The Golden Hour: Giving Your Newborn the Best Start



The first few minutes after a baby’s birth are a magical time.

After nine months of waiting, a new mother gets her first chance to hold her baby in her arms, to count the tiny fingers and toes and gaze into the eyes of her newborn.

While everyone knows infants need to bond with their mothers early on, research has shown that what happens during the first 60 minutes of a baby’s life can maximize that bonding experience between mother and child. That uninterrupted contact between mother and baby during the “golden hour” after birth is critical to the child’s growth and development.

A new view

In the past, mother-child bonding often took a back seat to medical procedures immediately following a baby’s birth. A new mom would watch her baby be handed to a nurse who would examine and weigh the child, clean him up, give him his Vitamin K shot, put on a diaper and swaddle him in a blanket. After all the waiting, the new parents would finally get to hold their new baby.

Health care providers now know that immediate skin-to-skin contact is the best way for a newborn and mother to bond. The sooner after birth this can happen, the better experience the family will have. In fact, the American Association of Pediatricians now recommends the following guidelines:

  • Healthy newborns should be placed in “skin-to-skin” contact with the mother until the first round of breastfeeding is established.
  • The medical caregiver and the nurses can conduct the first physical assessment of the baby while it is on the mother’s chest.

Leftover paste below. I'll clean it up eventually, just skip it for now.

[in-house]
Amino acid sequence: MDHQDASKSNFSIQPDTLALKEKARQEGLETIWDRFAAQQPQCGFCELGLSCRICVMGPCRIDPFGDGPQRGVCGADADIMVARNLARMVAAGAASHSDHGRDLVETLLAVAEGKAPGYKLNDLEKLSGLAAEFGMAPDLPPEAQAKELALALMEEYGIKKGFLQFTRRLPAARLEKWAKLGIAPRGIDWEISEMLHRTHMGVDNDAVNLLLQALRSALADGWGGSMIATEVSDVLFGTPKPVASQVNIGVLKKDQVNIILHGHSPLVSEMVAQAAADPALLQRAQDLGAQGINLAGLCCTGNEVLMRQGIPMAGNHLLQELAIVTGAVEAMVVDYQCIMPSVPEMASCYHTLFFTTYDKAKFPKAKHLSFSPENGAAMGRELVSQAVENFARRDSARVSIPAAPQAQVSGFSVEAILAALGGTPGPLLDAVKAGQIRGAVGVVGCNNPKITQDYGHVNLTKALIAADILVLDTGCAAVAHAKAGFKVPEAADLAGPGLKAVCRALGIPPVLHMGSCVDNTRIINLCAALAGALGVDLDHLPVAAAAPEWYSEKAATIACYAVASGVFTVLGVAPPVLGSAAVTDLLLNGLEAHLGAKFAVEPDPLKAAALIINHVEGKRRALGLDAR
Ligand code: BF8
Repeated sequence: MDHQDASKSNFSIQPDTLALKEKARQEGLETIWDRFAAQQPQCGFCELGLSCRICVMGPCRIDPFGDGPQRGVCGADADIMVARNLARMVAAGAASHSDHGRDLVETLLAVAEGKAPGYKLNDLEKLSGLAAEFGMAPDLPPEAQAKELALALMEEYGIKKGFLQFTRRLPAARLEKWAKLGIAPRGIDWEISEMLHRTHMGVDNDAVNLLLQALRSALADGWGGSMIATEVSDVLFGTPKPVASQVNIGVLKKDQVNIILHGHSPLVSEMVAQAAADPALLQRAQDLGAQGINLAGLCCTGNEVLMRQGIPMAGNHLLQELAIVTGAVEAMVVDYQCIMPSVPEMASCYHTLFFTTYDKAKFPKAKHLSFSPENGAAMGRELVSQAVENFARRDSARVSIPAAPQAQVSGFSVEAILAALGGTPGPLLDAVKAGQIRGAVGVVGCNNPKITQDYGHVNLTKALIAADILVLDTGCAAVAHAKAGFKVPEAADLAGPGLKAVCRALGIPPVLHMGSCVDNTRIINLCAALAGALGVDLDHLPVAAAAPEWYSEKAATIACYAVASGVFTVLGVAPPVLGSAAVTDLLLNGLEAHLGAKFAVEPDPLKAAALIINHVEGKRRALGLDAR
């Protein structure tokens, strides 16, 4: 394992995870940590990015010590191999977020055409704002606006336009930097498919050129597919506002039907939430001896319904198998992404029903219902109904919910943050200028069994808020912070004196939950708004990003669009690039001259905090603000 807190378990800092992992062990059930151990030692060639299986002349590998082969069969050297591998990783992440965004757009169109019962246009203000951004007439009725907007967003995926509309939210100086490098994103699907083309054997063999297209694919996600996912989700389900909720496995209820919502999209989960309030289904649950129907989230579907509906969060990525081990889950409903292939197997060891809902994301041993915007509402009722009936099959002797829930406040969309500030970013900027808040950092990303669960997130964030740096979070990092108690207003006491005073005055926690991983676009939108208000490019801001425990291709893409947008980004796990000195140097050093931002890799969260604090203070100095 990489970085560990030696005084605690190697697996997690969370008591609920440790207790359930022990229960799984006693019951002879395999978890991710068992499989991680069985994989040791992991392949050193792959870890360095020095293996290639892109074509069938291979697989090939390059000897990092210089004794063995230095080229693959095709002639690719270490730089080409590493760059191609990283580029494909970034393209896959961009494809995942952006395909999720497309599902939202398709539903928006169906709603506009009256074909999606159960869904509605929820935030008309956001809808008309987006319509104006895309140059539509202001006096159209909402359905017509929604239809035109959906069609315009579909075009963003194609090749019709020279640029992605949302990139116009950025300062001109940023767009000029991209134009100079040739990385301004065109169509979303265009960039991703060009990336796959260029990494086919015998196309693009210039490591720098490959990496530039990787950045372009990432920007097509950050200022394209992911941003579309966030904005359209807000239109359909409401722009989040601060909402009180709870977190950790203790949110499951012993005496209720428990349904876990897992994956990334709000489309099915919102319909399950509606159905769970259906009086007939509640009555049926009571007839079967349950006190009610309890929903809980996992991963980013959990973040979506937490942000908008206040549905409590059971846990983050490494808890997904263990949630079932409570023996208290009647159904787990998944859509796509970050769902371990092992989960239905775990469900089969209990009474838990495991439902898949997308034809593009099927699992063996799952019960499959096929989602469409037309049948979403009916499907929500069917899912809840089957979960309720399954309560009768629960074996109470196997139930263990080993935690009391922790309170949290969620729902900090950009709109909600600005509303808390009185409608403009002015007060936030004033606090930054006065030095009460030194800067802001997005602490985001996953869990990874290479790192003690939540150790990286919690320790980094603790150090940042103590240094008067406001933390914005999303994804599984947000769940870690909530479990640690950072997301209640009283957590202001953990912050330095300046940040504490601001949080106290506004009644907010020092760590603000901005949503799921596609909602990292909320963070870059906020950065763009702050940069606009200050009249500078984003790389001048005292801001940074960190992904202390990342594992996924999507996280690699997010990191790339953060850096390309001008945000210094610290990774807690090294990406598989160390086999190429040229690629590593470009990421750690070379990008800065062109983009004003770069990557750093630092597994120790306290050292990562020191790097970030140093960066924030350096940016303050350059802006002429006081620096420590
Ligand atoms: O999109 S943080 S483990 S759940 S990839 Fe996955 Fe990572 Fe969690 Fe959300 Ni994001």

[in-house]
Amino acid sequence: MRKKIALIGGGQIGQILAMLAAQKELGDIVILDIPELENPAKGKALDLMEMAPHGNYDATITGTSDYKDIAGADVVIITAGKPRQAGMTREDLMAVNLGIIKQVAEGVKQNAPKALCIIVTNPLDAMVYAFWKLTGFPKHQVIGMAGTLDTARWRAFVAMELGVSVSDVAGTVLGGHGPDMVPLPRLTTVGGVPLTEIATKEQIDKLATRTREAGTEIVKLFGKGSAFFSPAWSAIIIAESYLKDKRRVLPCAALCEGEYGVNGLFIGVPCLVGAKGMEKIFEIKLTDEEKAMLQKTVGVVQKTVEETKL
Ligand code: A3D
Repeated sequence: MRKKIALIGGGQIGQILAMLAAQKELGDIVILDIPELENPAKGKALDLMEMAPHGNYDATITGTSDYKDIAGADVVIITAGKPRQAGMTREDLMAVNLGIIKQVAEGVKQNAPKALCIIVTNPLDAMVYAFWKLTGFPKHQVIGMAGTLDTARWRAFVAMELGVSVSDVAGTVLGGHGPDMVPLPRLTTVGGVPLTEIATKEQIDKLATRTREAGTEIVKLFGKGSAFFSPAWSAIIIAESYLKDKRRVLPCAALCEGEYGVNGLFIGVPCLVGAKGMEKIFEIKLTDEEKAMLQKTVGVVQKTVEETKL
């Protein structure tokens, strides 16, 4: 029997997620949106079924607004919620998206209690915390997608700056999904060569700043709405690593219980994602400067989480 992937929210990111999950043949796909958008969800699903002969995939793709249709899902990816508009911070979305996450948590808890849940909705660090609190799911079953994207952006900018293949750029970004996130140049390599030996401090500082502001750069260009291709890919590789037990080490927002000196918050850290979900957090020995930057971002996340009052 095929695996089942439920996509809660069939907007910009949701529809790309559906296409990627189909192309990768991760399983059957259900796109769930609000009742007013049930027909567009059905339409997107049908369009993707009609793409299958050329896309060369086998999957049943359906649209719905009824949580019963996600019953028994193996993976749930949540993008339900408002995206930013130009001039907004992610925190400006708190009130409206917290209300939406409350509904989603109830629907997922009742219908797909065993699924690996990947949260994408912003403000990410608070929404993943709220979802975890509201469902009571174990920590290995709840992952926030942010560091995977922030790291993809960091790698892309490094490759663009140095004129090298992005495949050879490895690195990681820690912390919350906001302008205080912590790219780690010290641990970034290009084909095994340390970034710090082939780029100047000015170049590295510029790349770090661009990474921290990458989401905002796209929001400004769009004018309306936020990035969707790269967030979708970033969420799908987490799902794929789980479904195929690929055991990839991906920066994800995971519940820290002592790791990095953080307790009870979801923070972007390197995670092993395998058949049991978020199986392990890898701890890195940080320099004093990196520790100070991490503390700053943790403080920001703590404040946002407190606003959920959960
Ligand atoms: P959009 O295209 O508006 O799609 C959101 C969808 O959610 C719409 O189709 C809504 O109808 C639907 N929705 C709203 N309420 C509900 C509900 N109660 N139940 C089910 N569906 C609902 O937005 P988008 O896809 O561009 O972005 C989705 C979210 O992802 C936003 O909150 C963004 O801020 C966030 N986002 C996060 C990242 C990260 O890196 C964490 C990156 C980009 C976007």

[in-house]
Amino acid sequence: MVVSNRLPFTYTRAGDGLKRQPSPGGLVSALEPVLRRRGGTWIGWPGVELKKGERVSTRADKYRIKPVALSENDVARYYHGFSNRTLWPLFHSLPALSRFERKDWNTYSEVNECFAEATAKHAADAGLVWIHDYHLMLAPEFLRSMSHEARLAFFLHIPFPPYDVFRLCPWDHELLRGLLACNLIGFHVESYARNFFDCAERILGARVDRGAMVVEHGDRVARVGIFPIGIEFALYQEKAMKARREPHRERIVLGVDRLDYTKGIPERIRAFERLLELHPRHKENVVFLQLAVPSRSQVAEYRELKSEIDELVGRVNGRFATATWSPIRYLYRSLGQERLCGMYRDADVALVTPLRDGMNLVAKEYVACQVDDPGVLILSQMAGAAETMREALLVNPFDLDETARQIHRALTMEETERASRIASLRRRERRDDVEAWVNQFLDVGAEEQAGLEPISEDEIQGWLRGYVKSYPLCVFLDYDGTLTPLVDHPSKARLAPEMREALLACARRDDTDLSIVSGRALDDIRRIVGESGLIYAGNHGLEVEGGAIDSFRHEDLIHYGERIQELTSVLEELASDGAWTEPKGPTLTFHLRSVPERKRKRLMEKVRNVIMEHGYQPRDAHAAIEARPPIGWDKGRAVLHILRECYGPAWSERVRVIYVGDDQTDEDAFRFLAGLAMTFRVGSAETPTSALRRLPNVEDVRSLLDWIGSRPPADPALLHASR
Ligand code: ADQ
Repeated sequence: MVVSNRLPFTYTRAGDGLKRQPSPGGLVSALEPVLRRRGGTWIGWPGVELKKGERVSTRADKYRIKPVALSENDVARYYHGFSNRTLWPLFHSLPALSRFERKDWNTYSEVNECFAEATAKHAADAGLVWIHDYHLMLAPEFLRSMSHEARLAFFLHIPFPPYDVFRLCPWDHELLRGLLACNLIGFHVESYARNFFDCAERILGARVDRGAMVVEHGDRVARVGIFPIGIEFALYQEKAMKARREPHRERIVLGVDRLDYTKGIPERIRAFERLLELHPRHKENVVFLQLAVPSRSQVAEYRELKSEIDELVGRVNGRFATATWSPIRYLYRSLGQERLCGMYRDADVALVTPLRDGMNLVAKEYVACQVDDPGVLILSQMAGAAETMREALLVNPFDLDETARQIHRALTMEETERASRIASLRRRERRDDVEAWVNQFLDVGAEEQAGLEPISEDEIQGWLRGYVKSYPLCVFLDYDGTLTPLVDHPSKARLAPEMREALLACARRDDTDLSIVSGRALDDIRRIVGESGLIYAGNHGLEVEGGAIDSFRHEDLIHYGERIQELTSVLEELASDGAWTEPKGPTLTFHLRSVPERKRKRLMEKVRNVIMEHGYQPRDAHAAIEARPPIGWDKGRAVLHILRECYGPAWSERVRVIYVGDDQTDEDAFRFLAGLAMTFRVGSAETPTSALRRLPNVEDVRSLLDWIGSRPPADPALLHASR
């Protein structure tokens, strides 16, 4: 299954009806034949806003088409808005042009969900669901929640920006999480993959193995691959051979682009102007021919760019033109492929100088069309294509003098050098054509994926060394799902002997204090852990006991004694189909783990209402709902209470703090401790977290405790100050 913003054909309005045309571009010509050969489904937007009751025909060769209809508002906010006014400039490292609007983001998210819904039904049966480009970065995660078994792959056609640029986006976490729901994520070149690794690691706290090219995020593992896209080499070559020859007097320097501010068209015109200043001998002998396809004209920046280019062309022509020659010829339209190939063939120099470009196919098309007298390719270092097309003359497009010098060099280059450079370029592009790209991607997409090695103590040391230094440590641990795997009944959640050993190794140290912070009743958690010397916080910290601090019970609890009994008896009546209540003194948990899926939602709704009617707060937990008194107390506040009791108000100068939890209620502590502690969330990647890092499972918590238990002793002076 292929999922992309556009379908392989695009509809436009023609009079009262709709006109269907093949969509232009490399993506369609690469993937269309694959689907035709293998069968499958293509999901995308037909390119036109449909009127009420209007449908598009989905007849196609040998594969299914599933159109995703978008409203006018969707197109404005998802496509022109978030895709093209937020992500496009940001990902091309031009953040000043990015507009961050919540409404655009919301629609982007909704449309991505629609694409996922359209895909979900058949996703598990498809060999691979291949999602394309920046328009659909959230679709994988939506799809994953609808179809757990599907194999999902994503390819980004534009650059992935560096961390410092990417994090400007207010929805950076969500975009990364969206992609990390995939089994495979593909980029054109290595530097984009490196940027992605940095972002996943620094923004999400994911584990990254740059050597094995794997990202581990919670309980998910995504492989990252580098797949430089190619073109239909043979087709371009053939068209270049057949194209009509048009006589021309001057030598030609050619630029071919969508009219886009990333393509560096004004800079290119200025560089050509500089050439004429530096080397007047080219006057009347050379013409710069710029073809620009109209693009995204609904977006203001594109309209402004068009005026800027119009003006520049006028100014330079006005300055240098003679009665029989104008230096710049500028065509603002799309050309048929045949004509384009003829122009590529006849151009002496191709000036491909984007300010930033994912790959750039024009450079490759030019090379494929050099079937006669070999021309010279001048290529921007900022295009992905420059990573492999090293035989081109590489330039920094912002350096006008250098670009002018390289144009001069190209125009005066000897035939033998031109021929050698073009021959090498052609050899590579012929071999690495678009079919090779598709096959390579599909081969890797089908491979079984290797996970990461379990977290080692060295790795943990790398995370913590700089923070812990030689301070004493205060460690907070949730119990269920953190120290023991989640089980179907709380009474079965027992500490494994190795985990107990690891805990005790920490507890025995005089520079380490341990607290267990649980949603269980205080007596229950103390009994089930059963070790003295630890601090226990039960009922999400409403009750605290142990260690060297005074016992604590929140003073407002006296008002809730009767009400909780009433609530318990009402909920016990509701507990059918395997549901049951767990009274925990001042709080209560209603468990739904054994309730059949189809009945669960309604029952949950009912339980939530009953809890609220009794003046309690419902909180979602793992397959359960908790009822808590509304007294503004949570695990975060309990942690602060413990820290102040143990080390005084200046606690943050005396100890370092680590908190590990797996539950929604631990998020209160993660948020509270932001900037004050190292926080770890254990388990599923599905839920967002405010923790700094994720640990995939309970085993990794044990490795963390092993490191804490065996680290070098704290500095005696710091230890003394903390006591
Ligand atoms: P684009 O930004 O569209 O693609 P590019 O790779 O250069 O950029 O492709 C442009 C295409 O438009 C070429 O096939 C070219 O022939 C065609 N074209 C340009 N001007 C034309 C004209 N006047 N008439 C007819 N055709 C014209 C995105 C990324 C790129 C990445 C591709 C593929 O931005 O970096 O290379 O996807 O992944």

• Conventional procedures such as weighing, measuring, bathing, injections or blood test should wait until after the first feeding.
  • Baby and mother should remain together throughout the recovery period.

Many hospitals and birthing centers now encourage families to wait at least an hour before introducing their new baby to family and friends. Instead, they encourage mother and baby to stay together and if desired, focus on giving the newborn a chance to breastfeed.

Finding a way to bond

Even in cases where medical emergencies may change a family’s birth plan, it is still possible to take advantage of bonding time in the first few minutes. If a baby needs medical attention or extra stimulation to start breathing, the child can be moved from the exam table to the mother’s chest as soon as the baby is stabilized.

Women who have a planned or unplanned cesarean section may need to wait a few moments to be able to hold the baby. In most cases, after a quick assessment, the baby can be moved to the mother’s chest while the obstetrician finishes any needed surgical work. The baby can stay at her mother’s side until she is settled into the recovery room and ready to nurse.

Benefits for mom and baby

During labor and the minutes and hours afterward, the mother’s body experiences several amazing changes. Giving birth generates changes in a woman’s brain chemistry that increases desire to nurture.

Skin-to-skin contact and the baby’s suckling at the breast release hormones that help the mother to connect to her child and cause the uterus to contract and stop bleeding. Research has shown that nursing within the first hour of life improves infant survival rates and makes it more likely that a mother will continue to breastfeed longer.

Most hospitals and birthing centers encourage breastfeeding for the benefits to both mom and baby. Babies who breastfeed have lower rates of ear infections, asthma, diabetes, childhood leukemia and Sudden Infant Death Syndrome (SIDS). Mothers who nurse their babies have lower rates of breast cancer, ovarian cancer and diabetes.

Expectant moms should talk with family members and medical staff about their plans for the minutes after birth. Every mother and baby should have a chance to experience their "golden hour."

Posted Date: January 2012